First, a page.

Backing Up a Small Network
To this point, I’ve assumed that you’re backing up a single Mac. But what if you have several in your home or office? How does this affect your backup strategy?
One approach is to back up each machine separately. This may involve keeping separate stacks of recordable CDs or DVDs next to each machine, or hooking up external FireWire drives to each one (though you could, of course, move a single high-capacity drive from one computer to the next). If your backup needs are relatively small, there’s nothing wrong with this approach. But if you have more than a couple of machines—especially if their hard disks contain a lot of data that you can’t afford to lose—a wiser strategy would be to back them all up at the same time over your network.
Note: You do have a network, right? If you have multiple machines that aren’t currently connected (whether by Ethernet cabling or AirPort wireless networking), you should hook them up. Not only does a network enable better backups, it makes transferring files and accessing the Internet much easier.)
Network Backup Approaches
In a network backup, one computer functions as the backup server. This is the machine to which your backup device(s) are physically connected. Files from your other machines are copied over the network onto each backup device. Network backups can proceed by three different methods:
• The server shares its backup volume (using AFP, FTP, or SMB), which the client machines mount as a volume in the Finder. Then each client machine uses its own backup application to back up files to the network volume (rather than a locally attached hard drive or optical drive). This is sometimes called a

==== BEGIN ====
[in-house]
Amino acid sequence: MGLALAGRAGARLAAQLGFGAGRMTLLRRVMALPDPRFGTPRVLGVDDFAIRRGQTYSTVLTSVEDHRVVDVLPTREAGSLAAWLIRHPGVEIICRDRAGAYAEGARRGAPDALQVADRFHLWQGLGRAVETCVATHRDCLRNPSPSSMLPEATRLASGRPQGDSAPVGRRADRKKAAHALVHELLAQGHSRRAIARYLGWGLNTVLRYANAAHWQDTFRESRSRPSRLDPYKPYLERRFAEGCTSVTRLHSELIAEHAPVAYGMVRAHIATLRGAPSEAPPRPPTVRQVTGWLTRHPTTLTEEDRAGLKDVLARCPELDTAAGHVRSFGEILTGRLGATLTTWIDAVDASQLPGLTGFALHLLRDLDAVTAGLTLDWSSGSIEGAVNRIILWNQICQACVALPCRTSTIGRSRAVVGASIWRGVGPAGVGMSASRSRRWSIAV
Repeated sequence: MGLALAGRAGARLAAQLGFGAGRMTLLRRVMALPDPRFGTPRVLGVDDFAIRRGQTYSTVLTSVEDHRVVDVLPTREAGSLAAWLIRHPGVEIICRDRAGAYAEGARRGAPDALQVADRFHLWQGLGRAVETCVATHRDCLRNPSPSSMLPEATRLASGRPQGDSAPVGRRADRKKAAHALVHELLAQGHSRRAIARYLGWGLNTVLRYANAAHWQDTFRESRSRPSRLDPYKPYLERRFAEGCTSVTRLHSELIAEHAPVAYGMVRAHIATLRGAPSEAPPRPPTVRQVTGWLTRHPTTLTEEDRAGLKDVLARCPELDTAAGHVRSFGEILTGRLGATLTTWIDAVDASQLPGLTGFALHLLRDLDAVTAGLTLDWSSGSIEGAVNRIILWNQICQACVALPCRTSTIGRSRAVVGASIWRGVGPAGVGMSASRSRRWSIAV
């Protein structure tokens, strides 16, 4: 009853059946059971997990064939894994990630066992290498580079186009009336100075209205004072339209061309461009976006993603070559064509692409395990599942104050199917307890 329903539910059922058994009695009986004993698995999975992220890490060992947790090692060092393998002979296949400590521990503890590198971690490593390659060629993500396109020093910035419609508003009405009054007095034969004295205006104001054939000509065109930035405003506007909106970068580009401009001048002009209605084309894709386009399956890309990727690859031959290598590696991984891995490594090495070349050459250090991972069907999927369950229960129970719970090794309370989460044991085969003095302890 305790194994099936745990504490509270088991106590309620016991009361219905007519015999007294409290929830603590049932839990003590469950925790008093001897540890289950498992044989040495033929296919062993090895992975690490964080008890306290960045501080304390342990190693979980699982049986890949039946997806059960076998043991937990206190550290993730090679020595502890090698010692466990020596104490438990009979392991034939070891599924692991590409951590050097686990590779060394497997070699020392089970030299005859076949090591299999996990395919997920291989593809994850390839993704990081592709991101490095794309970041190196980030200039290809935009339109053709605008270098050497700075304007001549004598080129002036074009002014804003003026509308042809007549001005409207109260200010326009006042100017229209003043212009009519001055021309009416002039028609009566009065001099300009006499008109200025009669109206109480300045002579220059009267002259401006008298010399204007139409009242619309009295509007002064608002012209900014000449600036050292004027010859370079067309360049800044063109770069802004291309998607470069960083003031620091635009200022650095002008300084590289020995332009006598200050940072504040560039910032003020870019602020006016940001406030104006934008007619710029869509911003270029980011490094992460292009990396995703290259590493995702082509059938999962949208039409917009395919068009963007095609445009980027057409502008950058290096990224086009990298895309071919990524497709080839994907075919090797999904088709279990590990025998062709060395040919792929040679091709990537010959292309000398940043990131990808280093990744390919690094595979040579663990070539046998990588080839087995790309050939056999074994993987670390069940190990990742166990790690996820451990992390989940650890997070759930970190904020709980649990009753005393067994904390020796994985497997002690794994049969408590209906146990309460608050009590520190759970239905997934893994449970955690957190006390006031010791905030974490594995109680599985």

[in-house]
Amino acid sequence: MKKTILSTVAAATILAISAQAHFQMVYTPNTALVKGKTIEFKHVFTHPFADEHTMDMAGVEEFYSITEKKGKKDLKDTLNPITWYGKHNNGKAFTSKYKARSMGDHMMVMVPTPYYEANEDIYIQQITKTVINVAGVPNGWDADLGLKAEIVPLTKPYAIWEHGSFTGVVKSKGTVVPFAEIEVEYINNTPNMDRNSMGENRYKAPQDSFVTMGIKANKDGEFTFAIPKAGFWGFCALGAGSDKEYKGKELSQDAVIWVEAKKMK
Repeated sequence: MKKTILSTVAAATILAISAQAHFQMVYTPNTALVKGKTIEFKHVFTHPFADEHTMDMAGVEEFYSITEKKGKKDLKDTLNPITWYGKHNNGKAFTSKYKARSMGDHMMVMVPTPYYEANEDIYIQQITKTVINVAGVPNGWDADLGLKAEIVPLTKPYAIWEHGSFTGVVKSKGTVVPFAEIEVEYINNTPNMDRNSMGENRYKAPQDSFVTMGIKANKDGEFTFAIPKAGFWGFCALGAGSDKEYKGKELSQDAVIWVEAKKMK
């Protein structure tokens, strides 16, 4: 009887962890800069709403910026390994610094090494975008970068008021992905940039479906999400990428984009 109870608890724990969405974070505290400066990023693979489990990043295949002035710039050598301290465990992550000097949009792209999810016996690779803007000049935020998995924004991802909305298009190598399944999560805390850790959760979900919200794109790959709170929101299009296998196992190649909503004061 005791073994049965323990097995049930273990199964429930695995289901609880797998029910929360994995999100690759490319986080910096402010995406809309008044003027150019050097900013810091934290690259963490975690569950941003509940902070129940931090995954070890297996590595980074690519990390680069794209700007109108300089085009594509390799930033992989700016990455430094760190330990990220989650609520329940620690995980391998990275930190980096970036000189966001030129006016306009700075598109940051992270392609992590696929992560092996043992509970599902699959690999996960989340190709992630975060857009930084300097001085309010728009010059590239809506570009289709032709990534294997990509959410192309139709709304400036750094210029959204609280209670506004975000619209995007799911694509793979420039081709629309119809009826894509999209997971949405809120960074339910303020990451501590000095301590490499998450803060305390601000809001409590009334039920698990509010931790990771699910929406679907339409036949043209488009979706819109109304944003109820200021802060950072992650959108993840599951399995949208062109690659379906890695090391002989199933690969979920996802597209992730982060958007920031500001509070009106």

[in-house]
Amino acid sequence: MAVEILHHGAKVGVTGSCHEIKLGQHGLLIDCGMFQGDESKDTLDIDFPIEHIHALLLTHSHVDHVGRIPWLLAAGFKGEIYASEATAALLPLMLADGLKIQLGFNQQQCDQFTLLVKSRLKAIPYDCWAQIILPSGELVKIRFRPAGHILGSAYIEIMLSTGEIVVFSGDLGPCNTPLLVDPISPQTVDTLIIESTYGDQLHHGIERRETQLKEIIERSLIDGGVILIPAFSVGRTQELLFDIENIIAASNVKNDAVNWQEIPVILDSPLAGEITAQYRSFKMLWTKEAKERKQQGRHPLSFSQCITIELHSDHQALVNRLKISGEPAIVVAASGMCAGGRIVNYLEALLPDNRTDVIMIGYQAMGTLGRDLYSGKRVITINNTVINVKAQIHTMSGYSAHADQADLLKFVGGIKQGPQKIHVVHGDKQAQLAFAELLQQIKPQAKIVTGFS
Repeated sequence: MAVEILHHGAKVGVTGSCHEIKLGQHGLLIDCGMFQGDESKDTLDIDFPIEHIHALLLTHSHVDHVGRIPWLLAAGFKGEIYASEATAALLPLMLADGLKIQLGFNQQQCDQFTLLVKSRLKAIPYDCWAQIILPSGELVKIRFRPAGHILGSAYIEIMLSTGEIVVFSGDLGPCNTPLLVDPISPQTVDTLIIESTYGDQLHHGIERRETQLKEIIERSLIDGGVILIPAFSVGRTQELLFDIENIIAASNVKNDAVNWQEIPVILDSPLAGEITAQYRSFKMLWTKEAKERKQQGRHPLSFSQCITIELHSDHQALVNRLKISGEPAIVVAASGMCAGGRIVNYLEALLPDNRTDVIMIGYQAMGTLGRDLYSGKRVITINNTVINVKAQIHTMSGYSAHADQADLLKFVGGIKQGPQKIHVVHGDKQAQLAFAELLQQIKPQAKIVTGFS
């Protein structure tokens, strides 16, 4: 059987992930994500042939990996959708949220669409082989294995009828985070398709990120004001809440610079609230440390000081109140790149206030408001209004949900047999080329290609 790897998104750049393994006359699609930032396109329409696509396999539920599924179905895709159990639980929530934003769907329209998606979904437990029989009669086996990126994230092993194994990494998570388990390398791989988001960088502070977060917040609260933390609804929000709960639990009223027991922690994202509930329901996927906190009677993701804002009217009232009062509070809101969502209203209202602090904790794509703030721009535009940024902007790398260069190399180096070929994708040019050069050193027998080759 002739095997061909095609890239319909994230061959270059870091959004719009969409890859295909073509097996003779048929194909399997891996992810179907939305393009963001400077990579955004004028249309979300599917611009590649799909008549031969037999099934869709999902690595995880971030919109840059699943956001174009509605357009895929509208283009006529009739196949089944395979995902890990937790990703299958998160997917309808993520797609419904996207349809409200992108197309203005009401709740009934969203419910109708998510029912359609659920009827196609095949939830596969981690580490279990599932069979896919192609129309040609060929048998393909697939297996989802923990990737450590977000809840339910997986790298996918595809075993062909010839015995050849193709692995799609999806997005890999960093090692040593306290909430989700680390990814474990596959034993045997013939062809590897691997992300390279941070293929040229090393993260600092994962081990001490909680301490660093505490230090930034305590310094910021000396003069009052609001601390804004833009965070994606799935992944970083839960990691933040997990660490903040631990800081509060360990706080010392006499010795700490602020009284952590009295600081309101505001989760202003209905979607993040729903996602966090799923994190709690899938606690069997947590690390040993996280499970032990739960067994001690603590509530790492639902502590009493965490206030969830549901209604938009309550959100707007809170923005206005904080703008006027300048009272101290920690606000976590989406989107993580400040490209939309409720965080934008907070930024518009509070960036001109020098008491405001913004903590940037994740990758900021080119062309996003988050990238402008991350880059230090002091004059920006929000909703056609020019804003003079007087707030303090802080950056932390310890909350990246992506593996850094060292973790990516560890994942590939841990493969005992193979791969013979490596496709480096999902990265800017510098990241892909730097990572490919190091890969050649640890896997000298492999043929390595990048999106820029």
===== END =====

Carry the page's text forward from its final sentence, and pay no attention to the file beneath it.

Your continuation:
backup, as each client “pushes” its data onto the network volume.
• Each client machine shares its hard disk (again, using AFP, FTP, or SMB). The server mounts each of these volumes in the Finder, and then the single copy of the backup application running on the server copies files from each of the network volumes onto its locally attached backup volume. This is sometimes called a
backup, as the server “pulls” data from each of the clients onto its backup volumes.
• The server runs backup software that supports client-server network backups, and the other machines run client software that communicates with the server directly—without any of the machines having to share or mount volumes.
Almost all backup applications support push and pull network backups, but I recommend against them. For one thing, network volumes can become disconnected for any number of reasons, and if a volume is unavailable when it’s time for a scheduled backup, that backup will fail. A few applications can try to mount missing volumes for you (even remembering user names and passwords, if necessary), but even this is no guarantee of success. Push and pull backups are also inherently less secure than client-server backups, and are sometimes quite slow. Also, in the case of pull backups, file ownership may change in unacceptable ways, making bootable backups impossible. Sometimes push backups can be bootable, but it’s a dicey operation.